A German based company now approached Parlexceltron for the supply of micro chips. And to cater their needs the management took the decision to diversify the business. But Jones opposed the move stating that the employees were working to their full capacity and cannot take further workload. Moreover, the employees were dissatisfied with the pay difference as they feared redundancies if the company moved to anew production unit. To overcome the stalemate, the management has to take bold steps on its own without losing the support of the employees and at the same time motivating them to work in the new plant location (Hollings 2006& 2009).
Options before Parlexceltron
The management has to decide on a future course of action so that production is not interrupted. The production manager Jones can talk to the employees as they consider him their leader and he can become the best person to resolve the employee issues. He can address the problems of the employees and communicate the same to the management to get them resolved. The management needs to work out a feasible pay structure and has to overcome the redundancies by taking the employees into confidence and convincing them about the advantages of shifting the plant to another location. This can be done if a good H.R. Manager is hired by the company who can interact with the employees with a positive effect (Hollings 2006& 2009).
In this case it can be seen that there is a change in the workplace and it is happening fast and quite often in the organization. It is this change that calls for intervention to take up new challenges, and the H.R. managers do know how to ease the difficulty of such changes. HR manager’s skill in managing a change is directly proportional to the way he deals with the reactive and proactive responses (Simmering, 2010).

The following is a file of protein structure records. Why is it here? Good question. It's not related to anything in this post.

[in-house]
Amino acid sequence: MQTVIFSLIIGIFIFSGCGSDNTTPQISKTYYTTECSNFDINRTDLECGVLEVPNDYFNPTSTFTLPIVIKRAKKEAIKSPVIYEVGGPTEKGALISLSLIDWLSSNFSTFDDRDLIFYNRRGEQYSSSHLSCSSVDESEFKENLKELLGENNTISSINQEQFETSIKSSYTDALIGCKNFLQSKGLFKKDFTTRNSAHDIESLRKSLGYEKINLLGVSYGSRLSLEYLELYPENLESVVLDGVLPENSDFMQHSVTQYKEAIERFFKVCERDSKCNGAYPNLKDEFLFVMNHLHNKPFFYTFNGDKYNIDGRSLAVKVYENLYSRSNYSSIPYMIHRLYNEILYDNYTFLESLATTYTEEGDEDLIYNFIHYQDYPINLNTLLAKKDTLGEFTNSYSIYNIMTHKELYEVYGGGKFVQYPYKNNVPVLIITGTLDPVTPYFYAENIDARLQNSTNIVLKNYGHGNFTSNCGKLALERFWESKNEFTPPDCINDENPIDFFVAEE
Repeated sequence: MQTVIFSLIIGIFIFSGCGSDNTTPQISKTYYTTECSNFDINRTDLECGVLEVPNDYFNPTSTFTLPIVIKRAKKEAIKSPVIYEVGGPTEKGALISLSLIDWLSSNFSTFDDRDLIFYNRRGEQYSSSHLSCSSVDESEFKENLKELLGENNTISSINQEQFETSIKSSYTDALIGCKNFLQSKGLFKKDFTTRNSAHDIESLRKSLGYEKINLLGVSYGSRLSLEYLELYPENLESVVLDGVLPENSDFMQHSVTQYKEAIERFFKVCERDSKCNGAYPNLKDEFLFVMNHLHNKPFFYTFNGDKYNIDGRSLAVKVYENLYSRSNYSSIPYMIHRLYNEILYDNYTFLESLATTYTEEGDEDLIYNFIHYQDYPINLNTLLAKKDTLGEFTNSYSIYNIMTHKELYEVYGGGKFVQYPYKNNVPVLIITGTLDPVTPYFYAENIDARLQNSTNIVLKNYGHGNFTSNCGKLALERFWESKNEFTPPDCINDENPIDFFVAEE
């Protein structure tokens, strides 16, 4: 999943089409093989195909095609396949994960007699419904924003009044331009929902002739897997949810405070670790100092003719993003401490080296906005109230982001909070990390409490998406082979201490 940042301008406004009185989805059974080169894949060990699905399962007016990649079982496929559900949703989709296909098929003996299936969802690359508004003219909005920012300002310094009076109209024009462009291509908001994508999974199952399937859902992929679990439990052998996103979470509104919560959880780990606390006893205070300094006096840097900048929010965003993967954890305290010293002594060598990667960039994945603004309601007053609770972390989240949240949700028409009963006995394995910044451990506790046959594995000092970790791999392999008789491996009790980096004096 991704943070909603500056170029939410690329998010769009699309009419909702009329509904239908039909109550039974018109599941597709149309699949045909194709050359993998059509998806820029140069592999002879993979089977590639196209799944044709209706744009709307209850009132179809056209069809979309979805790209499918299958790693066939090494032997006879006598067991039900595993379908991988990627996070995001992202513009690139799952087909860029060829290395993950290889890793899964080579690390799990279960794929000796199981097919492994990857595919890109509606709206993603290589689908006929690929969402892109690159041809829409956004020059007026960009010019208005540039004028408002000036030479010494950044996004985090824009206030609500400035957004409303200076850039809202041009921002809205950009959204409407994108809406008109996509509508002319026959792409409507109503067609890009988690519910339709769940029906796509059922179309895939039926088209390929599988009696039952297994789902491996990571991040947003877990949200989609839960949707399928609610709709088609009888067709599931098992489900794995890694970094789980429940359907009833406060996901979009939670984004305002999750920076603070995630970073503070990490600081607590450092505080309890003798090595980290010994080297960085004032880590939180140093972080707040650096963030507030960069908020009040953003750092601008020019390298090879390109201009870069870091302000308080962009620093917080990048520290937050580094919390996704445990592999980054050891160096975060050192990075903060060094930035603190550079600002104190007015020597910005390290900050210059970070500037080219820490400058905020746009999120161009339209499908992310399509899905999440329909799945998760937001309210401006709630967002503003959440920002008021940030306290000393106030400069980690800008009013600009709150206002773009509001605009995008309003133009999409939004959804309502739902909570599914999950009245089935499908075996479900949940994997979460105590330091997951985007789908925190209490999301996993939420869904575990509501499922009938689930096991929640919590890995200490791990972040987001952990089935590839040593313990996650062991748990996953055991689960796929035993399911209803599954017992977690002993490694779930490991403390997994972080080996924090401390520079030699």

Changes are of two types. The first one is proactive and the other is reactive. Proactive change occurs when a company tries to change the working environment. The company that applies a proactive approach actually prevents the company from becoming a prey to future threats. Reactive change happens when an organization applies a change in the existing pattern of practices after confronting with certain threats from the work place and business administrations. The management reacts to these changes and that is why it is called reactive change (Simmering, 2010).
Defining Business Model
In the study of Rappa (2003) a business model is defined as “the method of doing business by which a company can sustain itself”. The idea of business model is applicable to all organizations. Even though the terms are used frequently by academicians and H.R. managers no in depth studies are done in this area so far (Weill et al, 2004).